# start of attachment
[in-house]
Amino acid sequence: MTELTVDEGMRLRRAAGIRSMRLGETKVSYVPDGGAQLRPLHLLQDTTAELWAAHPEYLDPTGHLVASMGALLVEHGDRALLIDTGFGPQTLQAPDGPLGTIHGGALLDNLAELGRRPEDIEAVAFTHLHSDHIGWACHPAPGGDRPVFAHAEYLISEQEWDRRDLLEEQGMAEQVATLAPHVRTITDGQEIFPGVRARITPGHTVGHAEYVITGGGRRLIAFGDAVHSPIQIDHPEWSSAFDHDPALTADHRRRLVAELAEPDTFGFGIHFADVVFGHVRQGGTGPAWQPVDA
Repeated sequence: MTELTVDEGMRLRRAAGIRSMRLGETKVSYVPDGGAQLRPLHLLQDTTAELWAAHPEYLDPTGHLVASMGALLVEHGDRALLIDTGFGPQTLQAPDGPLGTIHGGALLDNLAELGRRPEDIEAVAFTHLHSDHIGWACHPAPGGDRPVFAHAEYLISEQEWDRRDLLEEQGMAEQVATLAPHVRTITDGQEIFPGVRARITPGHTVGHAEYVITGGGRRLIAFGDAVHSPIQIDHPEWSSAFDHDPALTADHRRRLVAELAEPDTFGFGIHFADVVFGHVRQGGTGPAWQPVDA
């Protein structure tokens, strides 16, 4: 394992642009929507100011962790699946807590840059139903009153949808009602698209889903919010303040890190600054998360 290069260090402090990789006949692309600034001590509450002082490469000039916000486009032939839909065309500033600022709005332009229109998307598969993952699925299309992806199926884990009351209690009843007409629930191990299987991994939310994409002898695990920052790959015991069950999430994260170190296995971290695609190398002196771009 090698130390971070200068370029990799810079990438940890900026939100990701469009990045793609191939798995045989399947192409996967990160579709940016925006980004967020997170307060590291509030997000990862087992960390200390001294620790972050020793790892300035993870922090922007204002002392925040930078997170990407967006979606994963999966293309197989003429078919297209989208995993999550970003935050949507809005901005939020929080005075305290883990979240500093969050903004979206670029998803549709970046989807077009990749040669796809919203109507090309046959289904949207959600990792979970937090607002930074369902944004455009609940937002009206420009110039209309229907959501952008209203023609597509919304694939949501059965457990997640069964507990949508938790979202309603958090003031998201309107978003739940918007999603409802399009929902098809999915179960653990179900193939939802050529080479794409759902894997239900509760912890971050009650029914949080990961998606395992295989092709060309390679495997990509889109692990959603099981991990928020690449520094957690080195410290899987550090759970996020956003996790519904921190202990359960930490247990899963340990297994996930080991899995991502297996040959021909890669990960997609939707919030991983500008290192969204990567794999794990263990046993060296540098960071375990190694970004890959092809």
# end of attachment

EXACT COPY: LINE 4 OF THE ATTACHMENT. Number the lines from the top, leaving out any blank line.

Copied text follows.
């Protein structure tokens, strides 16, 4: 394992642009929507100011962790699946807590840059139903009153949808009602698209889903919010303040890190600054998360 290069260090402090990789006949692309600034001590509450002082490469000039916000486009032939839909065309500033600022709005332009229109998307598969993952699925299309992806199926884990009351209690009843007409629930191990299987991994939310994409002898695990920052790959015991069950999430994260170190296995971290695609190398002196771009 090698130390971070200068370029990799810079990438940890900026939100990701469009990045793609191939798995045989399947192409996967990160579709940016925006980004967020997170307060590291509030997000990862087992960390200390001294620790972050020793790892300035993870922090922007204002002392925040930078997170990407967006979606994963999966293309197989003429078919297209989208995993999550970003935050949507809005901005939020929080005075305290883990979240500093969050903004979206670029998803549709970046989807077009990749040669796809919203109507090309046959289904949207959600990792979970937090607002930074369902944004455009609940937002009206420009110039209309229907959501952008209203023609597509919304694939949501059965457990997640069964507990949508938790979202309603958090003031998201309107978003739940918007999603409802399009929902098809999915179960653990179900193939939802050529080479794409759902894997239900509760912890971050009650029914949080990961998606395992295989092709060309390679495997990509889109692990959603099981991990928020690449520094957690080195410290899987550090759970996020956003996790519904921190202990359960930490247990899963340990297994996930080991899995991502297996040959021909890669990960997609939707919030991983500008290192969204990567794999794990263990046993060296540098960071375990190694970004890959092809």